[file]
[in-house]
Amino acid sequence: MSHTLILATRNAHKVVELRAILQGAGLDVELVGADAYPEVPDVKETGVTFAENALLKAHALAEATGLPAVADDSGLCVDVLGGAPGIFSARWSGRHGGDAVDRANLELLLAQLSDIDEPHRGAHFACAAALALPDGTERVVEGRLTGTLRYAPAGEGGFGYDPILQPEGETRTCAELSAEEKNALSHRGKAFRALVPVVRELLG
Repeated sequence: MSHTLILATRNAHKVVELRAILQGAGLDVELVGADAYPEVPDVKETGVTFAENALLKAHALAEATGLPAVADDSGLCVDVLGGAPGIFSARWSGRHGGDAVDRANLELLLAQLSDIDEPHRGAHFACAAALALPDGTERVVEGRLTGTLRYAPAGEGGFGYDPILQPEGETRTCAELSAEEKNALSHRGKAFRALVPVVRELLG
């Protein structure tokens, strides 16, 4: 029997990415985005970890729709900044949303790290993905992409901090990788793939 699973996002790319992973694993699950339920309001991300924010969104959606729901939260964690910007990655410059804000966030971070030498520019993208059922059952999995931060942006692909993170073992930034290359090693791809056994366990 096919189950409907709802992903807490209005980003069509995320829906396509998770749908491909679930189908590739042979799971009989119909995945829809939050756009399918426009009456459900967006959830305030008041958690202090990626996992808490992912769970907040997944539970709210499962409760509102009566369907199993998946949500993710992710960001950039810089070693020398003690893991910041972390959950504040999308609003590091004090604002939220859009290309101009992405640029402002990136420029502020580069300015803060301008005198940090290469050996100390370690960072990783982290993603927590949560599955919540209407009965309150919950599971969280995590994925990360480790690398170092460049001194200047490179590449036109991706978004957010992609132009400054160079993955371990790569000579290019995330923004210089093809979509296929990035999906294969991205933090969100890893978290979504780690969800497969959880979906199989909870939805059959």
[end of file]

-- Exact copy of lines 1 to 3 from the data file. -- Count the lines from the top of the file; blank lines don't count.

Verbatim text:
[in-house]
Amino acid sequence: MSHTLILATRNAHKVVELRAILQGAGLDVELVGADAYPEVPDVKETGVTFAENALLKAHALAEATGLPAVADDSGLCVDVLGGAPGIFSARWSGRHGGDAVDRANLELLLAQLSDIDEPHRGAHFACAAALALPDGTERVVEGRLTGTLRYAPAGEGGFGYDPILQPEGETRTCAELSAEEKNALSHRGKAFRALVPVVRELLG
Repeated sequence: MSHTLILATRNAHKVVELRAILQGAGLDVELVGADAYPEVPDVKETGVTFAENALLKAHALAEATGLPAVADDSGLCVDVLGGAPGIFSARWSGRHGGDAVDRANLELLLAQLSDIDEPHRGAHFACAAALALPDGTERVVEGRLTGTLRYAPAGEGGFGYDPILQPEGETRTCAELSAEEKNALSHRGKAFRALVPVVRELLG